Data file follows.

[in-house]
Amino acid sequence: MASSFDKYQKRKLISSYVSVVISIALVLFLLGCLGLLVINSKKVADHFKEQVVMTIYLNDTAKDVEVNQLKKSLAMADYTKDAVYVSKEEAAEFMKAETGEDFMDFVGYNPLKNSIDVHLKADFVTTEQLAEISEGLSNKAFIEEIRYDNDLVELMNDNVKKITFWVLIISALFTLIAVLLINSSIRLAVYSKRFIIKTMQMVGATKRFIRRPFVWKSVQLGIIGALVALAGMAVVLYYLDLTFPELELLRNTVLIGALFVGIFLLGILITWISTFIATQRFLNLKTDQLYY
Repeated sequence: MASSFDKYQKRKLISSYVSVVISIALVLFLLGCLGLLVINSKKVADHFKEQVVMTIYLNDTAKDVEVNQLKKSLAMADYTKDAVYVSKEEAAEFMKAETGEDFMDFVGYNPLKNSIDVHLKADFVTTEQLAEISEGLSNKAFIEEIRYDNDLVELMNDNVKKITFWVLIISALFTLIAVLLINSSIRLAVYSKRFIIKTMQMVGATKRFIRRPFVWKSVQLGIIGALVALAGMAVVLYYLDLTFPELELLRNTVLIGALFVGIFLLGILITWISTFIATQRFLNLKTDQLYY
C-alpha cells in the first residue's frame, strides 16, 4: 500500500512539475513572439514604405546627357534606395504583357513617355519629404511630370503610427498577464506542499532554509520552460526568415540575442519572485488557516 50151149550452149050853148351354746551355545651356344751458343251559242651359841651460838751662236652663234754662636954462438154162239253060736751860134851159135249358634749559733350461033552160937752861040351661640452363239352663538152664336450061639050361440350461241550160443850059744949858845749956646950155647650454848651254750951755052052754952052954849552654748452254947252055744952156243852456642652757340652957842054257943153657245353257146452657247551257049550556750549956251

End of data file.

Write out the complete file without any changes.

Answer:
[in-house]
Amino acid sequence: MASSFDKYQKRKLISSYVSVVISIALVLFLLGCLGLLVINSKKVADHFKEQVVMTIYLNDTAKDVEVNQLKKSLAMADYTKDAVYVSKEEAAEFMKAETGEDFMDFVGYNPLKNSIDVHLKADFVTTEQLAEISEGLSNKAFIEEIRYDNDLVELMNDNVKKITFWVLIISALFTLIAVLLINSSIRLAVYSKRFIIKTMQMVGATKRFIRRPFVWKSVQLGIIGALVALAGMAVVLYYLDLTFPELELLRNTVLIGALFVGIFLLGILITWISTFIATQRFLNLKTDQLYY
Repeated sequence: MASSFDKYQKRKLISSYVSVVISIALVLFLLGCLGLLVINSKKVADHFKEQVVMTIYLNDTAKDVEVNQLKKSLAMADYTKDAVYVSKEEAAEFMKAETGEDFMDFVGYNPLKNSIDVHLKADFVTTEQLAEISEGLSNKAFIEEIRYDNDLVELMNDNVKKITFWVLIISALFTLIAVLLINSSIRLAVYSKRFIIKTMQMVGATKRFIRRPFVWKSVQLGIIGALVALAGMAVVLYYLDLTFPELELLRNTVLIGALFVGIFLLGILITWISTFIATQRFLNLKTDQLYY
C-alpha cells in the first residue's frame, strides 16, 4: 500500500512539475513572439514604405546627357534606395504583357513617355519629404511630370503610427498577464506542499532554509520552460526568415540575442519572485488557516 50151149550452149050853148351354746551355545651356344751458343251559242651359841651460838751662236652663234754662636954462438154162239253060736751860134851159135249358634749559733350461033552160937752861040351661640452363239352663538152664336450061639050361440350461241550160443850059744949858845749956646950155647650454848651254750951755052052754952052954849552654748452254947252055744952156243852456642652757340652957842054257943153657245353257146452657247551257049550556750549956251